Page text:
Schools continue to report success with re-opening plans
Last updated 9/8/2020 at 11:59am
Harlem Public Schools started last week and among the other schools have opened up with re-opening plans tooled to the COVID-19 pandemic.
Havre, Rocky Boy, Chinook, Chester-Joplin-Inverness and Box Elder schools started two weeks ago.
Harlem and other districts told The Havre Daily News how re-opening has gone so far.
Harlem Superintendent Doreen Warren said the students there have adapted very well to social distancing on the buses, in the classrooms and in the buildings.
The district went forward with a blended/hybrid plan.
The students are screened every morning and good hygiene will be taught and practiced.
Breakfast and lunches are provided for all the students whether they are working in the buildings or working remotely.
About 42 percent elementary students opted for remote learning, Warren said, and approximately 32 percent of the junior and senior high school opted for remote as well.
She said the remaining students are on the blended/hybrid plan and attend school two day per week.
"Unfortunately, we have not yet seen all of our students yet so that will be our focus this week," Warren said.
All of the junior and senior high school students have been given a Chromebook and are required to attend each and every class on their schedule, all day long, both remote and hybrid students, she said.
She added that the elementary students in fourth through sixth grade will receive Chromebooks and students K-3 will receive iPads, but those items are back ordered.
She said until the devices arrive, they will receive work packets.
The first packets went out last Friday.
Havre Public Schools Interim Superintendent Craig Mueller said the biggest changes will come from the school board meeting held today regarding the return to play guidelines.
Mueller said he and the activities director have been working closely with the Hill County Health Department to allow more fans into games.
Friday, football parents will receive two tickets as well band, color guard and cheerleading, he said.
He added that this item will be presented at the school board meeting, which will also increase the crowd size from about 250 people to about 400.
"We're excited about that because more opportunities for parents to get see their kids," Mueller said.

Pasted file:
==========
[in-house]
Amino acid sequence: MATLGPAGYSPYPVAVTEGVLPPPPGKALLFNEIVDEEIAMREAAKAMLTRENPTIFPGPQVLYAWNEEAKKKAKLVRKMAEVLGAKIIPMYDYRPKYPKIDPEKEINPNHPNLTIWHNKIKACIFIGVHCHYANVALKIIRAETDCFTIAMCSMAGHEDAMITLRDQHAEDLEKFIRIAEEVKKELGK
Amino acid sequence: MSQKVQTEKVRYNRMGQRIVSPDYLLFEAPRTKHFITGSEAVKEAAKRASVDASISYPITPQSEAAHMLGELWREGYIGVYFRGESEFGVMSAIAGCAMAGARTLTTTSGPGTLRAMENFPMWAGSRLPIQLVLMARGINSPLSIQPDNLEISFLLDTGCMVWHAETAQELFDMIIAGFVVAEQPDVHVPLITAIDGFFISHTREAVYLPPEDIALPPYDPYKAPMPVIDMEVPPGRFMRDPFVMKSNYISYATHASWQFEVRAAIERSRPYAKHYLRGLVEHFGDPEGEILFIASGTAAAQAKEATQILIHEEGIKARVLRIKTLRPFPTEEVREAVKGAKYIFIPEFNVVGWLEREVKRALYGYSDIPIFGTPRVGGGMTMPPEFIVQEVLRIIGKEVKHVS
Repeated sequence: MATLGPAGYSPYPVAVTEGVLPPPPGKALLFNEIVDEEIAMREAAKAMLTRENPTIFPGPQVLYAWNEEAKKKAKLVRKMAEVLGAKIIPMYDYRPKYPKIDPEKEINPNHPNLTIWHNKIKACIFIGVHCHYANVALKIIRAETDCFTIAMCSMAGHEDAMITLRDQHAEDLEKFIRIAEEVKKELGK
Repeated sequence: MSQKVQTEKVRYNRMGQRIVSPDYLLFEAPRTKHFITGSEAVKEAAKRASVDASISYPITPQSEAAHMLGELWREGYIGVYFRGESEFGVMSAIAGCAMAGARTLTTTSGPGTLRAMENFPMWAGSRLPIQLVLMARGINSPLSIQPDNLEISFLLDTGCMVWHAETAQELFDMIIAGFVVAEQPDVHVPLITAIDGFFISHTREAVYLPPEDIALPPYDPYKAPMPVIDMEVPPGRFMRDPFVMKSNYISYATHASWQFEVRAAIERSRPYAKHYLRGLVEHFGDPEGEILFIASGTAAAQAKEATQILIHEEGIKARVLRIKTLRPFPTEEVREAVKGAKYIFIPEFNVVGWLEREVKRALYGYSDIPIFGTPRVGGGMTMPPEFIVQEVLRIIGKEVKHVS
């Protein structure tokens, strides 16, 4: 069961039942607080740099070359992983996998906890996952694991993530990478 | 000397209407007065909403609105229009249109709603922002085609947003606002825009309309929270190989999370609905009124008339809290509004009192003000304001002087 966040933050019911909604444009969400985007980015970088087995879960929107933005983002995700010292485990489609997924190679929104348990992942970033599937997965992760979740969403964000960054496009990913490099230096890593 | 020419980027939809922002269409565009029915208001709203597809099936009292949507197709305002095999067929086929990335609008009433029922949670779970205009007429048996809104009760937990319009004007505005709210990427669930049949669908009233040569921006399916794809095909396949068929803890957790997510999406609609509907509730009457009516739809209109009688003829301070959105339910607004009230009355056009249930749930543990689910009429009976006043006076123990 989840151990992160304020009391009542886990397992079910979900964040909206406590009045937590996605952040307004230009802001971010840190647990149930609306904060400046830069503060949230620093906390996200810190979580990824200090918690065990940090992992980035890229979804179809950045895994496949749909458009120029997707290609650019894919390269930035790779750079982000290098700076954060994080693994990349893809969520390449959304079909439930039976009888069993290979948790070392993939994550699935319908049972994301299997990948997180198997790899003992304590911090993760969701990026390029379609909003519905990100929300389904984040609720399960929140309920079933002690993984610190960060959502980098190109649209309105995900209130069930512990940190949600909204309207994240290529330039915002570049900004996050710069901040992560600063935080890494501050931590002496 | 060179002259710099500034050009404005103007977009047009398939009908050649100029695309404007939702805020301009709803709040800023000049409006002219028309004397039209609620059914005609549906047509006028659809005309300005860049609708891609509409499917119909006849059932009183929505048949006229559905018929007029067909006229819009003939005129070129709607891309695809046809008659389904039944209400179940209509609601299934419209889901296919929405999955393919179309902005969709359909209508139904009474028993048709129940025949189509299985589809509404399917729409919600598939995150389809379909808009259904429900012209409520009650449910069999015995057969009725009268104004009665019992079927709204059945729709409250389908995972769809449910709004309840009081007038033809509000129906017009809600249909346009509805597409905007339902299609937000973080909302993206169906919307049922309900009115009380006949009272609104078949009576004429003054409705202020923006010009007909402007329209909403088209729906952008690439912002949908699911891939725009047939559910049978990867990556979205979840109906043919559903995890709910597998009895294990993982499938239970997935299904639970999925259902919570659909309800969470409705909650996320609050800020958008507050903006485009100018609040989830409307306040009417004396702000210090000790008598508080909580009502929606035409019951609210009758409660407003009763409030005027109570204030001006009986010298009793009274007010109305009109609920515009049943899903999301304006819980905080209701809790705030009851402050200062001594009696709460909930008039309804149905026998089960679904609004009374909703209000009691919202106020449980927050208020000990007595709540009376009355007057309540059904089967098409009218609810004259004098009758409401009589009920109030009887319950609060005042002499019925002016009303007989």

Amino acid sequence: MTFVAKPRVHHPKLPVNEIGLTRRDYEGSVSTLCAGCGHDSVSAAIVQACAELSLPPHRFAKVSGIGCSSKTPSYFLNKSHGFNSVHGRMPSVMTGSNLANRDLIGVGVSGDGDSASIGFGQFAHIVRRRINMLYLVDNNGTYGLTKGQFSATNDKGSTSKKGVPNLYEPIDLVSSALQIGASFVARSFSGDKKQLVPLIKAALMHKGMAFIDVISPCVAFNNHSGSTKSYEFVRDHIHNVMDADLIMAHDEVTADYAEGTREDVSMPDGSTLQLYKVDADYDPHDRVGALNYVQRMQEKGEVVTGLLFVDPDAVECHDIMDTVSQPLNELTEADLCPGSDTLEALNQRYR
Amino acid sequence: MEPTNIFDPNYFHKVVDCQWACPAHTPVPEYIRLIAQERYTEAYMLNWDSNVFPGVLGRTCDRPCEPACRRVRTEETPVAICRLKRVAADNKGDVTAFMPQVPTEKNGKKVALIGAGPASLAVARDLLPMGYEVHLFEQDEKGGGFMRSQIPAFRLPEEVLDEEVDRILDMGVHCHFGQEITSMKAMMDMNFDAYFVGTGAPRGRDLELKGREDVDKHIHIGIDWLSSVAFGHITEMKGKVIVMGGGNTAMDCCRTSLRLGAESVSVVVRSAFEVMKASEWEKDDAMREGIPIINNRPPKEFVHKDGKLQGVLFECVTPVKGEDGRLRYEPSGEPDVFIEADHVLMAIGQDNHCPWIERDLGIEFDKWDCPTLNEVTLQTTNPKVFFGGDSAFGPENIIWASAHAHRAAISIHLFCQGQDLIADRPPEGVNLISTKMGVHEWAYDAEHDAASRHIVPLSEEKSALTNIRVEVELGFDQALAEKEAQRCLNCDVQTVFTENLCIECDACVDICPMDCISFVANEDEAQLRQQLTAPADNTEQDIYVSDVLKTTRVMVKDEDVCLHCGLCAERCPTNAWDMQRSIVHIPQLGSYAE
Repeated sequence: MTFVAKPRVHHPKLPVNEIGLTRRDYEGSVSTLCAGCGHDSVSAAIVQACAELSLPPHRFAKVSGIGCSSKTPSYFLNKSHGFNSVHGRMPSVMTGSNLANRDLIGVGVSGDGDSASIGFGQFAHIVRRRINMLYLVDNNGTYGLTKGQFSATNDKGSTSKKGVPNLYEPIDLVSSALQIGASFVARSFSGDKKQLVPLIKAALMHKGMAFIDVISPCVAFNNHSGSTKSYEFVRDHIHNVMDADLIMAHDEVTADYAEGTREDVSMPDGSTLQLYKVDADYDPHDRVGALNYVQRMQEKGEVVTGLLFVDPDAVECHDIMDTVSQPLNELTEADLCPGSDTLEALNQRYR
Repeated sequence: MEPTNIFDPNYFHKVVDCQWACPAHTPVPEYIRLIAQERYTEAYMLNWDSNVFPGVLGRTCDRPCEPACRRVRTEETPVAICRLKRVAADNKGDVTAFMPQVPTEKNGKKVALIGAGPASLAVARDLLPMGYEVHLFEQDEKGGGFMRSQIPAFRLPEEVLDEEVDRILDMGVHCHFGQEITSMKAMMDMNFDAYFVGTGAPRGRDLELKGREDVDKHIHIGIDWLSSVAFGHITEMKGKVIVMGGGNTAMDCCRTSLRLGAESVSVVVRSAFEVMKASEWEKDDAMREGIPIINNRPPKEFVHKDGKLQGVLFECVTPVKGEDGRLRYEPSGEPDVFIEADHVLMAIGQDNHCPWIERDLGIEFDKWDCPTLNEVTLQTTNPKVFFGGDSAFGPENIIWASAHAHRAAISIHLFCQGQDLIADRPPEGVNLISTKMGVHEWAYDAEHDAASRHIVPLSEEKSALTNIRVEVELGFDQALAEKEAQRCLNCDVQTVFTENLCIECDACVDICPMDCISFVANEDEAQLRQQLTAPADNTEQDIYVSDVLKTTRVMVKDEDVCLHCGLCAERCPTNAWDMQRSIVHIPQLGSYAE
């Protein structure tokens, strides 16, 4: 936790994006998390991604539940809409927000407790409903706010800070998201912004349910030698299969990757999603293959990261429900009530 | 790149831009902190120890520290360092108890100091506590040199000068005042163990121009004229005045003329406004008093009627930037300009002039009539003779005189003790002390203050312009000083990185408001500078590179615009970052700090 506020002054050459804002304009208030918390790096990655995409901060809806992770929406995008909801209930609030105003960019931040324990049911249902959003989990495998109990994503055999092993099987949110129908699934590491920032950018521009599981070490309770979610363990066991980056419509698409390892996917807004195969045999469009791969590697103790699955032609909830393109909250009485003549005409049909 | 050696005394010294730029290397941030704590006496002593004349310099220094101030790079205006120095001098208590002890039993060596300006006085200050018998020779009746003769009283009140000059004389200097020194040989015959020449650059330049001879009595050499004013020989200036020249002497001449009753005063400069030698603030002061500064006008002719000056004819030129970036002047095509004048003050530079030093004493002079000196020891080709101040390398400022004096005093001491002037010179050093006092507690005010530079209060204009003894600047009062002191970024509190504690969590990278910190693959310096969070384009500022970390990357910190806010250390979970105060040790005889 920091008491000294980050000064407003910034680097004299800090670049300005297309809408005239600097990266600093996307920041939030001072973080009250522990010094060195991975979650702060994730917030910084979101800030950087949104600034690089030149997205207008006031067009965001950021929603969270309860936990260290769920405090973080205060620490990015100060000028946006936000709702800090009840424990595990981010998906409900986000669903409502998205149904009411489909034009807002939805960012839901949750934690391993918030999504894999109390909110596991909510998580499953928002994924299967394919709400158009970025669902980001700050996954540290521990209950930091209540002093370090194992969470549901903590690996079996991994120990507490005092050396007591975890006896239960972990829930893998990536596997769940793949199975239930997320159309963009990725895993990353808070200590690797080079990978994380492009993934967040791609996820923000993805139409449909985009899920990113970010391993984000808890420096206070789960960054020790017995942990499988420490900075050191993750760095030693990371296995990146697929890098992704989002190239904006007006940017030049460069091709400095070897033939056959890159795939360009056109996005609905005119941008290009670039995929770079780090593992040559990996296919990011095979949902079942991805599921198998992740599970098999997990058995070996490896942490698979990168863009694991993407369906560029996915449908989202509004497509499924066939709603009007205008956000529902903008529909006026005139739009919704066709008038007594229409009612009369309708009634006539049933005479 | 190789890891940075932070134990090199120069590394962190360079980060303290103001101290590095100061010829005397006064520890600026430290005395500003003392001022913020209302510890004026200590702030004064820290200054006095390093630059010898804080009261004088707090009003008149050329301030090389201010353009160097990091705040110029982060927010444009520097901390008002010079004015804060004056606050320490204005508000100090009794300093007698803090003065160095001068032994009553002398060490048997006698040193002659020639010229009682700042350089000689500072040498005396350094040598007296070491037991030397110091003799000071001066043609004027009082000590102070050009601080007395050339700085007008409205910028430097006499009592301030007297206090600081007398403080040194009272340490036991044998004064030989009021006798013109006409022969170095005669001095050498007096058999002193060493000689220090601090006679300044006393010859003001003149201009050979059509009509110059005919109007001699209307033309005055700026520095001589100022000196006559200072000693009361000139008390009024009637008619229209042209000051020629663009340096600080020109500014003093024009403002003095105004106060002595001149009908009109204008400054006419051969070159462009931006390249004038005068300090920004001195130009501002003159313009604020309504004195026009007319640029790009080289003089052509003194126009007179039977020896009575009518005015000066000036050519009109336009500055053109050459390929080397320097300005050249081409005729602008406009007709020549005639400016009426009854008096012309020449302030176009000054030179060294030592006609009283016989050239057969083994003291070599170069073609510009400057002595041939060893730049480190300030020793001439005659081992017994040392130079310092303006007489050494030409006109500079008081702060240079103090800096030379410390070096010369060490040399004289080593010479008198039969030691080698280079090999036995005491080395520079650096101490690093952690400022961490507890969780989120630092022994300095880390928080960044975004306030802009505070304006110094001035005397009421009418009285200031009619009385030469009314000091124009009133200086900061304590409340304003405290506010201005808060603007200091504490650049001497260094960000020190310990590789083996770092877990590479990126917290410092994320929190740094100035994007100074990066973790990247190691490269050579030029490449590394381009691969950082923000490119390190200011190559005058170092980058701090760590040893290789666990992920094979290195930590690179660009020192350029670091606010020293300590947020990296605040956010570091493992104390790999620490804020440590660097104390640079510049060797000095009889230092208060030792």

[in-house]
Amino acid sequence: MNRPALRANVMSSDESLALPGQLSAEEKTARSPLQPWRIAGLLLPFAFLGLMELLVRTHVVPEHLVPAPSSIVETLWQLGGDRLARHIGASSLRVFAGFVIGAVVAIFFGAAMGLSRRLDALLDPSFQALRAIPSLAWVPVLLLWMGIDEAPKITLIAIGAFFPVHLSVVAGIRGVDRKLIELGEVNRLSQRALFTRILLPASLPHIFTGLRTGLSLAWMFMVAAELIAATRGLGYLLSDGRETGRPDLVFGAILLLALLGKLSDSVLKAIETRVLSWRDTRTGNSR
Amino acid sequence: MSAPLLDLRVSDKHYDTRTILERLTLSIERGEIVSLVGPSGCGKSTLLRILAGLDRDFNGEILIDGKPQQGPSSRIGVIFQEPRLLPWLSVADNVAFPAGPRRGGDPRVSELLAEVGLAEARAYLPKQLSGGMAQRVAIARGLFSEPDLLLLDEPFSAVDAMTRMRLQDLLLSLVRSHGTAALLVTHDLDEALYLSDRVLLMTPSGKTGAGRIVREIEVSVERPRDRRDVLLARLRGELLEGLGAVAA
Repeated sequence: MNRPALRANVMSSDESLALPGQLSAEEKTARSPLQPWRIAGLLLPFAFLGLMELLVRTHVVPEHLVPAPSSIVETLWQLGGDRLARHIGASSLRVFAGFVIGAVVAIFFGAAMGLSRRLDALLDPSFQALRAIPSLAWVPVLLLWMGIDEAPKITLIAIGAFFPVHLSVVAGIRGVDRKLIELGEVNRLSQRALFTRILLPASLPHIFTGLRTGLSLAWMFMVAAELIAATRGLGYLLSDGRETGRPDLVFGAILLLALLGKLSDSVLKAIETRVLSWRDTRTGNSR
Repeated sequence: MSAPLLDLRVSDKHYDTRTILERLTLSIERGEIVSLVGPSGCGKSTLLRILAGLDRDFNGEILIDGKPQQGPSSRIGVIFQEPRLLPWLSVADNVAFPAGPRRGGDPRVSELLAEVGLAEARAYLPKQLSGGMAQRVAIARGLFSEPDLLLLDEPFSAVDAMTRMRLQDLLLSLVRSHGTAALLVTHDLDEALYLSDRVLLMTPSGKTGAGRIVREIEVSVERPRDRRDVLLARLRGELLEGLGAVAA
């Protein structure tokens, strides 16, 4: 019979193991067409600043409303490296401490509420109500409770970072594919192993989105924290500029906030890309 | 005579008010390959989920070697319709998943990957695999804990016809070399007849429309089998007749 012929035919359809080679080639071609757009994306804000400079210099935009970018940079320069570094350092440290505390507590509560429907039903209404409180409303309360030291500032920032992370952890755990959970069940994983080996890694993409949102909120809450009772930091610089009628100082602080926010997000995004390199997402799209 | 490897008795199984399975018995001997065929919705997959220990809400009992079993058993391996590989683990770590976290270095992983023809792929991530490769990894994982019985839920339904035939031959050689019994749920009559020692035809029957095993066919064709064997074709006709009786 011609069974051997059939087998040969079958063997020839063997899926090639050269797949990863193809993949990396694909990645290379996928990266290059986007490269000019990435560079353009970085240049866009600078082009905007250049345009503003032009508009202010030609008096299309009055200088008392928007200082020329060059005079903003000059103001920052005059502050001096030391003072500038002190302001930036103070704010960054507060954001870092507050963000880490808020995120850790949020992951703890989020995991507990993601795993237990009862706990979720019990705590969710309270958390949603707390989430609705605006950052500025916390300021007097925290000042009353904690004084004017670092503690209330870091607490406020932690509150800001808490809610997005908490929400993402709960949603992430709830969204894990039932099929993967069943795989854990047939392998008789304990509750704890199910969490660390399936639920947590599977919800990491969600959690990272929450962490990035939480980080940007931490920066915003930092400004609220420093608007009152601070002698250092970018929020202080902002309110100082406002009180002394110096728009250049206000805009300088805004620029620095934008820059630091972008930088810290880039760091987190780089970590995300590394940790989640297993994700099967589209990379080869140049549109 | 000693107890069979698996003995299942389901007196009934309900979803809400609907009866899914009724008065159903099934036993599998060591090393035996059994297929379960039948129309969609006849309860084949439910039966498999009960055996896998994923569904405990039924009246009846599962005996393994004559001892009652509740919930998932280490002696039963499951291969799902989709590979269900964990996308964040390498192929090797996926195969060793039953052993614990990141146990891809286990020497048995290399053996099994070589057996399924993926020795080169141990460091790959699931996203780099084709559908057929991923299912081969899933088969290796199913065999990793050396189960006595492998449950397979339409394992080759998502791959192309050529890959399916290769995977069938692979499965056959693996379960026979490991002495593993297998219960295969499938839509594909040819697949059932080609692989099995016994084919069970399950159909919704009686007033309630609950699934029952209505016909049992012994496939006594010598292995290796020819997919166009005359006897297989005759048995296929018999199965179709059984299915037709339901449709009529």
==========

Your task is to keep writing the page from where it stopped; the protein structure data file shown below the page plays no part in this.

He said the district also made a modification to keep track of attendance, asking parents to log-in or check-in their child when they are in their virtual setting between 8 a.m. to noon.
"It's still important they check in, so that way we can use those attendance figures so we know they are engaged and learning," Mueller said.
The school year for Rocky Boy Public Schools started Aug. 26 via a remote/distance learning model for all PreK-12 students attending the schools.
The remote or distance learning option is planned to run through Sept. 30.
Oct. 1, the district plans to switch to a blended/hybrid learning model, where students would be grouped into odd and even grade levels and attend school for two days per week and participate in remote or distance learning for the other three days per week.
Superintendent Voyd St. Pierre said things are advancing slowly, as internet connectivity, device distribution and enrollment are taking more time than usual due to the implementation of safety measures and social distancing.
"The greatest challenge right now is having sufficient devices for remote learning," he said. "We are anxiously awaiting 351 new laptops purchased months ago, but availability by our vendor has been impacted by COVID-19."
He added that another major obstacle being experienced is that during the first five days of remote learning is having an adult presence in the home.
Several parents are working parents and have limited options for another adult to watch their children while they work, he said, which creates log-in difficulties and routines are difficult for younger students.
A total of 88 K-12 students opted out of face-to-face instruction for the school year.
Educational and meal services are provided to them via distance learning for the entire school year, St. Pierre said.
As of Aug. 28, enrollment showed 329 students in K-6, 69 in grades 7-8and 132 enrolled at grades 9-12.
Chinook Public Schools Superintendent Darrin Hannum said things are continuing to go well.
"Always have hiccups, but going great," he said.
Box Elder Public Schools Superintendent Jeremy MacDonald said Box Elder will continue with distance learning until at least Sept. 14.
He said the schools are working out some tech issues.
"Overall we are off to a positive start," MacDonald said.
Turner Public Schools Superintendent Tony Warren said everything is continuing to go well.
"Our staff and students have done a very good job of adjusting to new routines and procedures," he said. "Our staff has spent a considerable amount of time teaching, practicing, and reinforcing the new routines and procedures."
Everyone has been flexible, patient and cooperative as they navigate these unique circumstances, he added.
St. Jude Thaddeus School
St. Jude Thaddeus School Principal Mike Haugen said the school's third week back went well.
"Kids, parents and teachers have been great in being diligent with our guidelines," he said. "It is exhausting but joyful."
North Star Public Schools Superintendent Bart Hawkins said North Star hosted its first sporting events of the season Friday and Saturday.
"We are allowing families of our North Star players and parents only for visitors with screening and contact tracking forms being done prior to admission," he said. "Our fans have been great so far."
Students and staff continue to do a great job, Hawkins added.